A better service for students was pledged but the new grants system is worse than the one it replaced, says education correspondent Niall Murray
AN EXCELLENT example of public sector reform that will ensure better customer service for all students who rely on grants.
That was how Ruairí Quinn proudly announced the opening of applications through Student Universal Support Ireland (SUSI) on Jun 11. The move brought an end to more than a decade of planning for a single agency to handle student grants, first mooted in the Jun 2002 Programme for Government agreed by Fianna Fáil and the Progressive Democrats.
Early last year, the necessary legislation was passed and City of Dublin Vocational Education committee (CDVEC) was chosen to operate the scheme over 18 months ago. After years of complaints about students waiting until the second or final term to have grants issued, this system was supposed to end the hassle for parents and put all applicants on a level playing field.
For years, ministers and Department of Education officials were bombarded with questions from TDs about delays by this council or that VEC, but all that was to come to an end.
At the Oireachtas education committee yesterday, it was clear that the transformation and the customer service improvements promised by Mr Quinn have not been delivered. If anything, it could be that CDVEC’s new grants agency is performing worse than many of the 66 bodies that will hand over grant renewals to it in the next few years.
SUSI is a sub-unit of CDVEC and is clearly having problems coping with the level of work involved in its first year, handling applications from first-time grant applicants. Part of the problem appears to be the systems for checking the paperwork that applicants and their families must send in when the initial online submission has been checked.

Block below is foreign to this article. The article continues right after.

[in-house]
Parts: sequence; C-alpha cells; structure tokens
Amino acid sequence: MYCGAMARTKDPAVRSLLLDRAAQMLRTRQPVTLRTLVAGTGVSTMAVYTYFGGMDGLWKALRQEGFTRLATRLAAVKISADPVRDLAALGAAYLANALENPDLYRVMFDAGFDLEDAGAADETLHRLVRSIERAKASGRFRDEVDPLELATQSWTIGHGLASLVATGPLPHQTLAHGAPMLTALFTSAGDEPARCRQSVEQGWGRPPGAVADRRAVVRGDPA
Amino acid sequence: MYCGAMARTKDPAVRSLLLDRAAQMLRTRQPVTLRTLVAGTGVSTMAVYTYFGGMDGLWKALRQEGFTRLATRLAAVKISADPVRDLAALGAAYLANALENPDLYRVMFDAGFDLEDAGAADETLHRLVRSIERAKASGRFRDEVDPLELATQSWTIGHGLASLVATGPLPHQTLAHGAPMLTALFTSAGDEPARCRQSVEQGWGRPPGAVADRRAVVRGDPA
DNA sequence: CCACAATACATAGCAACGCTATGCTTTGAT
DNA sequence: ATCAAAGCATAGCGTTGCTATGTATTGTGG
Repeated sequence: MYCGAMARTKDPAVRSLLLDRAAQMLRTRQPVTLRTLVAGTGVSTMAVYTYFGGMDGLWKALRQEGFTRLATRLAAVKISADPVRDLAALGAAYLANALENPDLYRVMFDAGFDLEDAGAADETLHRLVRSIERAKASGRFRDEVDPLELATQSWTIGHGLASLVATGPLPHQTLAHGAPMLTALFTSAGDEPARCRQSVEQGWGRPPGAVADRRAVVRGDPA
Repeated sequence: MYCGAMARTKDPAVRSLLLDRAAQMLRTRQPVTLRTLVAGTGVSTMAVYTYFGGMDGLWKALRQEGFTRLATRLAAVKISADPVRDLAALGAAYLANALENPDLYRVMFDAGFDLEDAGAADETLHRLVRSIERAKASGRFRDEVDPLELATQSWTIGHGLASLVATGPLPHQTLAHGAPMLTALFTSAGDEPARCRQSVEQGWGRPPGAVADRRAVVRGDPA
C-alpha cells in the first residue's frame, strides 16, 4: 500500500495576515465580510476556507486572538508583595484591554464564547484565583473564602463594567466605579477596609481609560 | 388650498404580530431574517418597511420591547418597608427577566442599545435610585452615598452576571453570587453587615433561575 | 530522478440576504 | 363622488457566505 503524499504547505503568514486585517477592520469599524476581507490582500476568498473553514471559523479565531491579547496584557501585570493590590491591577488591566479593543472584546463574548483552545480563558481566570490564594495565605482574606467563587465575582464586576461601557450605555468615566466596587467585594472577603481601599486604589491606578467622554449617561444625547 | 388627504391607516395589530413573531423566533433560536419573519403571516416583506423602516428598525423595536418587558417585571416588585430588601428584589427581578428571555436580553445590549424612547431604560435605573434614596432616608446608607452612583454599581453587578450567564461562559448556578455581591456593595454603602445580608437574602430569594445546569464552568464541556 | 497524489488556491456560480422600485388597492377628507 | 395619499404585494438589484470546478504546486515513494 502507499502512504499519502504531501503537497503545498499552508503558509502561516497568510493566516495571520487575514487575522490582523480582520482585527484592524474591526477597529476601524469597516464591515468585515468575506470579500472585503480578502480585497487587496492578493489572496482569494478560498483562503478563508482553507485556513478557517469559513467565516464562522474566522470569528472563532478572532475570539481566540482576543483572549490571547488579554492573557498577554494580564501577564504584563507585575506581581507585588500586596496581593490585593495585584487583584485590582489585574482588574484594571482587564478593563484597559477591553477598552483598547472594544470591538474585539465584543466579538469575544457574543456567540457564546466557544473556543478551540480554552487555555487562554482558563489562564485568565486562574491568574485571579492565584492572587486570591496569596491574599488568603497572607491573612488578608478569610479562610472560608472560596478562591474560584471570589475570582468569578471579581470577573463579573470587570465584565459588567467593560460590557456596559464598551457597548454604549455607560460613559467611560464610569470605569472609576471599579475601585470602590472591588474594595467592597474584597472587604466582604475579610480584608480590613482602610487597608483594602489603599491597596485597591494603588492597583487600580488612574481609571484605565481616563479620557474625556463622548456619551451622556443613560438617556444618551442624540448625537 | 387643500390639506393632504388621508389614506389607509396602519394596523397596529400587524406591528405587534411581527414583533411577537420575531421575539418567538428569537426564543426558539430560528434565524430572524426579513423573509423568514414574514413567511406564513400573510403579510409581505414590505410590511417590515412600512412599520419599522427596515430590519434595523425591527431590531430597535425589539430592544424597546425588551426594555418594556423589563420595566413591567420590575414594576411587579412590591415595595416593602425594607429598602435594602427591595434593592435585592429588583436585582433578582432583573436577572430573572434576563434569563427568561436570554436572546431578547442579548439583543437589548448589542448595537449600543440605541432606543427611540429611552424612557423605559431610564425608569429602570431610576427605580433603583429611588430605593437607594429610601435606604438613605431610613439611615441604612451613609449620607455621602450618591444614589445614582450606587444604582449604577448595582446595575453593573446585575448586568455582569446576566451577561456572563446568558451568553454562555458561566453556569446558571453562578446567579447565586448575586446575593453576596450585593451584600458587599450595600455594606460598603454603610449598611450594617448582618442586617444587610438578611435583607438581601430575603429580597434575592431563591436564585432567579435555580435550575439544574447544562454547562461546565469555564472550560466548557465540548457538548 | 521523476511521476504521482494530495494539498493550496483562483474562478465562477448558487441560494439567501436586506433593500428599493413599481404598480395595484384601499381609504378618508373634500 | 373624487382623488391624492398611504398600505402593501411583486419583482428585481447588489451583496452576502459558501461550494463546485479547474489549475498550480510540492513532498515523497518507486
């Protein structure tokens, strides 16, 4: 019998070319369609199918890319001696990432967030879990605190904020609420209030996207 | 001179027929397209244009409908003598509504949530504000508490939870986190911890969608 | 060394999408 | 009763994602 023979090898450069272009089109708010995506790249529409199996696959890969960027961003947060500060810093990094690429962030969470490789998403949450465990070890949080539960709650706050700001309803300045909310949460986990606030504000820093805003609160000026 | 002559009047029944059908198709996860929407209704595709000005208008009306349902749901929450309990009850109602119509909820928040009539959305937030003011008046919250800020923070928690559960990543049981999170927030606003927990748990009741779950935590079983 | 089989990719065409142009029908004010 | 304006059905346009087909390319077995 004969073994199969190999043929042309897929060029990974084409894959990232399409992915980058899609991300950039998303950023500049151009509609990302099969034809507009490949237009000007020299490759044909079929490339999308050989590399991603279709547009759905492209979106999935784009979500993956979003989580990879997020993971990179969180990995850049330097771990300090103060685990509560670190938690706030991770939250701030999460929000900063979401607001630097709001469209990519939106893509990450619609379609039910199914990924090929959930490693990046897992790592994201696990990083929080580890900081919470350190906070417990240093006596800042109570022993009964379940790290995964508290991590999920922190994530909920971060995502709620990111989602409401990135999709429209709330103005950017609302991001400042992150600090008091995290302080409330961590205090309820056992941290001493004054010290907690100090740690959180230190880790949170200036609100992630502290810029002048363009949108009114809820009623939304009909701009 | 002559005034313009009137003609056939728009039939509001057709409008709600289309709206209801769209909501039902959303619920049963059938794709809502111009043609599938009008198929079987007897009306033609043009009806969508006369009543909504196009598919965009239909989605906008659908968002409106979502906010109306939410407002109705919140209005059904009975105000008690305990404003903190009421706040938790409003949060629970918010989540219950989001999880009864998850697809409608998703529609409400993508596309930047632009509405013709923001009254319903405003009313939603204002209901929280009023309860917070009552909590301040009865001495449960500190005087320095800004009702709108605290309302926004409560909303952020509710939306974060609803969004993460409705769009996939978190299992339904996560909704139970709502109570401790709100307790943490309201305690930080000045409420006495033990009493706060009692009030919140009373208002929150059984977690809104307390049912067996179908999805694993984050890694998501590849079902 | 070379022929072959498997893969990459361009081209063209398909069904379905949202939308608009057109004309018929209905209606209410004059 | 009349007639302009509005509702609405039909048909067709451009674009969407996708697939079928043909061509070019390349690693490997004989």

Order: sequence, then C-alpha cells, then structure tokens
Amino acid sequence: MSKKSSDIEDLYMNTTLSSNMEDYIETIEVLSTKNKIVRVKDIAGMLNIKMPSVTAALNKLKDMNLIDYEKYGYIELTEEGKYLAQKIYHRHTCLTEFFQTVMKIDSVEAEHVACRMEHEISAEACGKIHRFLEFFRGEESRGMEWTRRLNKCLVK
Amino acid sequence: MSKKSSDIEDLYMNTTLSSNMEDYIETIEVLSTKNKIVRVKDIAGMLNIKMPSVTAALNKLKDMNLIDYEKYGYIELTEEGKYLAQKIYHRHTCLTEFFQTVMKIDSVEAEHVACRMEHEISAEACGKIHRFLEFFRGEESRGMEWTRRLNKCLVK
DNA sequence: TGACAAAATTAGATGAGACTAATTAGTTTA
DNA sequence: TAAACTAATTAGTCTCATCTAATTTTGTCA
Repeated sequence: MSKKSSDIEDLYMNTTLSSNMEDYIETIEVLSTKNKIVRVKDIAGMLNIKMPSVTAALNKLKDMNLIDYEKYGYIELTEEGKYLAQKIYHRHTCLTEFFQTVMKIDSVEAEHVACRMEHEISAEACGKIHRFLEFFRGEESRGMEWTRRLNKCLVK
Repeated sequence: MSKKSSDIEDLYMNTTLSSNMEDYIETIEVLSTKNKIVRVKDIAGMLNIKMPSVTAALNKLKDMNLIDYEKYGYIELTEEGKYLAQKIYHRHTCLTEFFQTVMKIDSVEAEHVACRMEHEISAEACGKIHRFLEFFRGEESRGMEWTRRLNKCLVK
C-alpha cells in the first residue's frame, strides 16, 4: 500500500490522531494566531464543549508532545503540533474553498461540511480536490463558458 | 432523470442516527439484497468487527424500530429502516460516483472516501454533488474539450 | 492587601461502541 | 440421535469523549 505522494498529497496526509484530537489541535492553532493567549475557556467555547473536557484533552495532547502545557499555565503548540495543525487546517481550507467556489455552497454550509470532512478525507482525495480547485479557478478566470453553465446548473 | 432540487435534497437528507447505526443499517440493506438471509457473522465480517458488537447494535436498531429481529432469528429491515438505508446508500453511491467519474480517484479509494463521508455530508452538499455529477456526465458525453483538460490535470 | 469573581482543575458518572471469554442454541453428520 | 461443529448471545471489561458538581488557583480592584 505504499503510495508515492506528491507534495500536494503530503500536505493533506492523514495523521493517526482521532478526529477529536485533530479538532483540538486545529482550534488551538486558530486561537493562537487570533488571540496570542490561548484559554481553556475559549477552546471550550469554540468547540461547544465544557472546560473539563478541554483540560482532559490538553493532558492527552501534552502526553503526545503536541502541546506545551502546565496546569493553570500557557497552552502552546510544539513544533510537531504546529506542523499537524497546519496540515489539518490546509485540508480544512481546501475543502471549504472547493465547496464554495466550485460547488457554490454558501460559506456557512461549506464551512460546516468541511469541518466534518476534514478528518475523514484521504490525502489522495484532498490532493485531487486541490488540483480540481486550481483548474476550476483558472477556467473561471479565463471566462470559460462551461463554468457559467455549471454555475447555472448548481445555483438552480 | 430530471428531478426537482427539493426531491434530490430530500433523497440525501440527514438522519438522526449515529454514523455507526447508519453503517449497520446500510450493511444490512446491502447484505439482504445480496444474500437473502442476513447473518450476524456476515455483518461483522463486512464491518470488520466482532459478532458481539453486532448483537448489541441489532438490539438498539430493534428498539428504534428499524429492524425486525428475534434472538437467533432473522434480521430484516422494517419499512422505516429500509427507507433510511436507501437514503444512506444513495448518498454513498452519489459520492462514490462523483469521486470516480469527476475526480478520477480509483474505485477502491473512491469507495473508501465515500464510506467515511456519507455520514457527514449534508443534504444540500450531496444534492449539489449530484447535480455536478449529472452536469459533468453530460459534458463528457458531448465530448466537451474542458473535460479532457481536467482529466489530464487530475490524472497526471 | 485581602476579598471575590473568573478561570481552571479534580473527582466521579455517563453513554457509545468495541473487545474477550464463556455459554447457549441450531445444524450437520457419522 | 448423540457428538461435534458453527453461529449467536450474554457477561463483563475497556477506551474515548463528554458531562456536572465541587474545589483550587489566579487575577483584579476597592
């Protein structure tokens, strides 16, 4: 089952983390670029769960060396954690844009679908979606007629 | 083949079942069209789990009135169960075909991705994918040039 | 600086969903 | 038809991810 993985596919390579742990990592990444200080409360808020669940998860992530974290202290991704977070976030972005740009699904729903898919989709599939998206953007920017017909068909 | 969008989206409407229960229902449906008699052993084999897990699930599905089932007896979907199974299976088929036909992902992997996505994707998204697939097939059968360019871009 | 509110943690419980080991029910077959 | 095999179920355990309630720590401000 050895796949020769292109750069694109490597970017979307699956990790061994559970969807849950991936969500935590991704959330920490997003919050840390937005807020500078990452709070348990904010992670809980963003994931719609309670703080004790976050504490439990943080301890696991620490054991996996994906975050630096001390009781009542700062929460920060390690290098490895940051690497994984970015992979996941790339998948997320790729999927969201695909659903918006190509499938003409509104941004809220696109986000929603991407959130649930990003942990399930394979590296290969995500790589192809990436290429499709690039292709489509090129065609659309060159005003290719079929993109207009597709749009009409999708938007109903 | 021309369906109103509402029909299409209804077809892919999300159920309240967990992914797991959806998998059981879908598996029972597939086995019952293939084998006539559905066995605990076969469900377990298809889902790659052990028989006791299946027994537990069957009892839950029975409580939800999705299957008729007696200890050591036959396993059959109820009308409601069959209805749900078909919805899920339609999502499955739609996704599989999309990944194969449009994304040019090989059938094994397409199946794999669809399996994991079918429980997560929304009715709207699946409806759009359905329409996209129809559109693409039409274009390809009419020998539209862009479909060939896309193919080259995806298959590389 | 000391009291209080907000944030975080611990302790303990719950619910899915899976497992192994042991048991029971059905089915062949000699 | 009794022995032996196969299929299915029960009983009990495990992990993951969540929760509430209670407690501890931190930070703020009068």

For all the expertise of CDVEC — itself one of the organisations with a long history of handling student grants — and of many surrounding councils, the decision was taken to give the job of verifying and checking applicants’ documents to a private company.
The Abtran firm in Cork also operates SUSI’s helpdesk and the telephone support service that TDs and senators complained about leaves callers waiting up to half an hour, with a recorded message being as much as some get to hear at the end of it.
From the evidence supplied to the committee yesterday, and from numerous complaints to the Irish Examiner in recent weeks, financial records and other important information is either not being received or is not being properly recorded.
SUSI unit manager Tom Prizeman explained the process to the committee, whereby document packs are scanned into a computer by Abtran staff and merged with the earlier online application data.
“We have investigated some calls coming into Abtran to say documents were lost. It turns out that documents were there. They might have been scanned but they weren’t there in the system.”
This appears to explain why so many families may be getting requests for documents that have already been supplied, but it also raises questions about why SUSI and CDVEC keep insisting that it is not losing records and that student omissions are largely to blame for delays.